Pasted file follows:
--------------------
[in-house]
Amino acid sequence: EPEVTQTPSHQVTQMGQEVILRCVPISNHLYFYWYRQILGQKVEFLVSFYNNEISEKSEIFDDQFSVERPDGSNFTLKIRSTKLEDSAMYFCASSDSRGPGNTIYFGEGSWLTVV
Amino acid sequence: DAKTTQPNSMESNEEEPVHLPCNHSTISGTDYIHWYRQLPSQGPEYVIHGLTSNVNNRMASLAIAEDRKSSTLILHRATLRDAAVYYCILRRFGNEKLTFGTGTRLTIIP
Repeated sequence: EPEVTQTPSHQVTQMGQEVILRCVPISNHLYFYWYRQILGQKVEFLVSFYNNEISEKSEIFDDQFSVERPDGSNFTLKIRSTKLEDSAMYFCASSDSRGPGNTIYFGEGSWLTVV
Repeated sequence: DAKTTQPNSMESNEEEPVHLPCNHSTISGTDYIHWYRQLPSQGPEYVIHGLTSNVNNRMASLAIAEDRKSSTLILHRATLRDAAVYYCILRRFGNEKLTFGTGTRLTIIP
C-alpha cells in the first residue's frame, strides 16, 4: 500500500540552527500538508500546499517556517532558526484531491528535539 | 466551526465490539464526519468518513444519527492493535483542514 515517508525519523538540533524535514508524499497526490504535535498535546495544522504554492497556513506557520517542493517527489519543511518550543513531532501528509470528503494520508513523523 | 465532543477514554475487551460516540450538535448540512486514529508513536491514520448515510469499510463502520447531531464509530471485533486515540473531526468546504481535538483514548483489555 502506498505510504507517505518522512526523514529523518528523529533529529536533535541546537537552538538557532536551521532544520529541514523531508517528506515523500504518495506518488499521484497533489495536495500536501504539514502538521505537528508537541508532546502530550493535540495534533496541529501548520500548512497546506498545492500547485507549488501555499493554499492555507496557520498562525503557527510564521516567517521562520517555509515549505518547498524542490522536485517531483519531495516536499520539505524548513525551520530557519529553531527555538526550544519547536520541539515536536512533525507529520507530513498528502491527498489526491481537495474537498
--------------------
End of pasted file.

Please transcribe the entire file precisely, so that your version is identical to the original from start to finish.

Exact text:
[in-house]
Amino acid sequence: EPEVTQTPSHQVTQMGQEVILRCVPISNHLYFYWYRQILGQKVEFLVSFYNNEISEKSEIFDDQFSVERPDGSNFTLKIRSTKLEDSAMYFCASSDSRGPGNTIYFGEGSWLTVV
Amino acid sequence: DAKTTQPNSMESNEEEPVHLPCNHSTISGTDYIHWYRQLPSQGPEYVIHGLTSNVNNRMASLAIAEDRKSSTLILHRATLRDAAVYYCILRRFGNEKLTFGTGTRLTIIP
Repeated sequence: EPEVTQTPSHQVTQMGQEVILRCVPISNHLYFYWYRQILGQKVEFLVSFYNNEISEKSEIFDDQFSVERPDGSNFTLKIRSTKLEDSAMYFCASSDSRGPGNTIYFGEGSWLTVV
Repeated sequence: DAKTTQPNSMESNEEEPVHLPCNHSTISGTDYIHWYRQLPSQGPEYVIHGLTSNVNNRMASLAIAEDRKSSTLILHRATLRDAAVYYCILRRFGNEKLTFGTGTRLTIIP
C-alpha cells in the first residue's frame, strides 16, 4: 500500500540552527500538508500546499517556517532558526484531491528535539 | 466551526465490539464526519468518513444519527492493535483542514 515517508525519523538540533524535514508524499497526490504535535498535546495544522504554492497556513506557520517542493517527489519543511518550543513531532501528509470528503494520508513523523 | 465532543477514554475487551460516540450538535448540512486514529508513536491514520448515510469499510463502520447531531464509530471485533486515540473531526468546504481535538483514548483489555 502506498505510504507517505518522512526523514529523518528523529533529529536533535541546537537552538538557532536551521532544520529541514523531508517528506515523500504518495506518488499521484497533489495536495500536501504539514502538521505537528508537541508532546502530550493535540495534533496541529501548520500548512497546506498545492500547485507549488501555499493554499492555507496557520498562525503557527510564521516567517521562520517555509515549505518547498524542490522536485517531483519531495516536499520539505524548513525551520530557519529553531527555538526550544519547536520541539515536536512533525507529520507530513498528502491527498489526491481537495474537498